Growth (y/y percent change)

             

Real GDP (at factor cost)

6.7 8.4 8.4 6.5 5.4 6.0  

Real GDP (at market prices, calendar year)

6.2 4.9 10.4 7.9 4.5 5.9  

Industrial production

2.5 5.3 8.2 2.9  

Prices (y/y percent change, average)

             

Wholesale prices (2004/05 weights)

8.1 3.8 9.6 8.9 7.9 7.5  

Wholesale prices (2004/05 weights, end of period)

1.6 10.4 9.7 7.7 7.8 7.2  

Consumer prices - industrial workers (2001 weights)

9.1 12.4 10.4 8.4 10.8 9.7  

Saving and investment (percent of GDP)

             

Gross saving 2/

32.0 33.8 32.4 31.3 31.1 31.8  

Gross investment 2/

34.3 36.6 35.1 35.5 35.0 35.5  

Fiscal position (percent of GDP) 3/

             

Central government deficit

-7.8 -7.0 -6.5 -6.0 -5.8 -5.7  

General government deficit

-10.0 -9.8 -9.5 -9.0 -8.7 -8.5  

General government debt 4/

74.5 72.8 68.1 67.3 66.8 66.0  

Money and credit (y/y percent change, end-period)

             

Broad money

19.3 16.8 16.1 13.1 19.5 17.9  

Credit to commercial sector 5/

16.9 15.8 21.3 17.1 15.5  

Financial indicators (percent, end-period) 5/

             

91-day treasury bill yield

5.0 4.4 7.3 9.0 8.1  

10-year government bond yield

7.0 7.8 8.0 8.6 8.2  

Stock market (y/y percent change, end-period)

-37.9 80.5 10.9 -10.5 4.5  

External trade 6/

             

Merchandise exports (in billions of U.S. dollars)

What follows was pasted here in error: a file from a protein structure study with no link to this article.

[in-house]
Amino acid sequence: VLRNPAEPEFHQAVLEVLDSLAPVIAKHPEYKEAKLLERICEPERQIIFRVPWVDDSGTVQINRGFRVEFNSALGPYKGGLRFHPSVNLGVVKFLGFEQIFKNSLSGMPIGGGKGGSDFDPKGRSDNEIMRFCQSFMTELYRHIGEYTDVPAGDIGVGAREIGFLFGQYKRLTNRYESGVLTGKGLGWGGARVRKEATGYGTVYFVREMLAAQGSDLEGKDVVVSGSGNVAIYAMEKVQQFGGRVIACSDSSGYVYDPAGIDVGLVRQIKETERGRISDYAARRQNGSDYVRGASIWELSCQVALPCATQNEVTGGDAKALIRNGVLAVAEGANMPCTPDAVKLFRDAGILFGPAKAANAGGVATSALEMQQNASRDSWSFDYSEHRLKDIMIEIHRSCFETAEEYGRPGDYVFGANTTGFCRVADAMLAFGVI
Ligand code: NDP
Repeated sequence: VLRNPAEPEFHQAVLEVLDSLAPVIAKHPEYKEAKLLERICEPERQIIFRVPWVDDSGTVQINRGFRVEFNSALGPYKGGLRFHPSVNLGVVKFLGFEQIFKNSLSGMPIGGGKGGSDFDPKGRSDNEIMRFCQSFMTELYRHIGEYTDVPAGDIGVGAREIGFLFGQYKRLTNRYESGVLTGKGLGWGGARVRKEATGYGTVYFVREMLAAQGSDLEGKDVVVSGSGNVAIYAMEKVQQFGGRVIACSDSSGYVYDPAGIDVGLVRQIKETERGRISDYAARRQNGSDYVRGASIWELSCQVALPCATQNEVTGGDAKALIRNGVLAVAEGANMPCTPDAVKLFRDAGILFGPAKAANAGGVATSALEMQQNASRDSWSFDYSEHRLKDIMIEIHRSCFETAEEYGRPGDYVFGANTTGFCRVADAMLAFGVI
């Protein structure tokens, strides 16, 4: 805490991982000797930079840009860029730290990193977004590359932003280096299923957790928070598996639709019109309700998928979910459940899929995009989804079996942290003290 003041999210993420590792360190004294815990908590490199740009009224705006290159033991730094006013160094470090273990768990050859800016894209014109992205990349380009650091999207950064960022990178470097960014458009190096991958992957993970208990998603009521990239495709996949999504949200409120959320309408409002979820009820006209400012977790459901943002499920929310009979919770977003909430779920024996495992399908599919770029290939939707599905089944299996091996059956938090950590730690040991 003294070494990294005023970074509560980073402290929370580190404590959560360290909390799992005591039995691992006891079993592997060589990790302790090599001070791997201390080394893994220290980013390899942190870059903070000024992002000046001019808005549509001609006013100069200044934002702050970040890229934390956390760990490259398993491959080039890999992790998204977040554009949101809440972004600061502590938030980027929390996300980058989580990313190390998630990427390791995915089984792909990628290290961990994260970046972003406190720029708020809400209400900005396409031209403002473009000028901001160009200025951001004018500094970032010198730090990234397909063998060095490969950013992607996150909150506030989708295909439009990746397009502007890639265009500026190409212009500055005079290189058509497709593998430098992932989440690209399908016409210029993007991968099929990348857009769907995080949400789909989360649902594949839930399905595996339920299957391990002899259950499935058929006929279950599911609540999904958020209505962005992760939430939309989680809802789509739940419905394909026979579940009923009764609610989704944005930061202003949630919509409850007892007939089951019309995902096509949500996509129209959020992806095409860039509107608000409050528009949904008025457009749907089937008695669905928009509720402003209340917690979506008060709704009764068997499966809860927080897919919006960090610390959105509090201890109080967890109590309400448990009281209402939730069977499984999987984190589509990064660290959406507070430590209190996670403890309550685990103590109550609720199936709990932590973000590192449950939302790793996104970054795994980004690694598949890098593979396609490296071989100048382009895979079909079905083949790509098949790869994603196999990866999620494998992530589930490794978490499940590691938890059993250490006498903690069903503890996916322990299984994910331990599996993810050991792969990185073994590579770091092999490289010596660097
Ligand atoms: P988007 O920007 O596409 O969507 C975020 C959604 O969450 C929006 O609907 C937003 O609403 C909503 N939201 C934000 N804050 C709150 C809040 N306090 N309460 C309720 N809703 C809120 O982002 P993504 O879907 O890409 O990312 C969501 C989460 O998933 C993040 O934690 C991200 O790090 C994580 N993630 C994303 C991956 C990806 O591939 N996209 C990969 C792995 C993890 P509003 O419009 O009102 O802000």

189.0 182.4 250.5 309.8 301.8 317.4  

y/y percent change

13.7 -3.5 37.3 23.7 -2.6 5.2  

Merchandise imports (in billions of U.S. dollars)

308.5 300.6 381.1 499.5 491.6 521.7  

y/y percent change

19.8 -2.6 26.7 31.1 -1.6 6.1  

Balance of payments (in billions of U.S. dollars)

             

Current account balance

-27.9 -38.2 -45.9 -78.2 -78.0 -78.3  

(In percent of GDP)

-2.3 -2.8 -2.7 -4.2 -3.9 -3.6  

Foreign direct investment, net

22.4 18.0 9.4 22.1 10.9 21.1  

Portfolio investment, net (equity and debt)

-14.0 32.4 30.3 17.2 30.4 23.9  

Overall balance

-20.6 13.0 12.9 -13.1 -6.6 0.3  

External indicators

             

Gross reserves (in billions of U.S. dollars, end-period)

252.0 279.1 304.8 290.3 283.7 284.0  

(In months of imports) 7/

8.4 7.2 6.3 6.1 5.7 5.3  

External debt (in billions of U.S. dollars, end-period)

224.5 260.9 305.9 345.7 404.5 471.5  

External debt (percent of GDP, end-period)

18.4 19.2 18.2 18.7 20.4 21.7  

Of which: Short-term debt 8/

6.7 6.7 7.1 7.7 9.0 10.0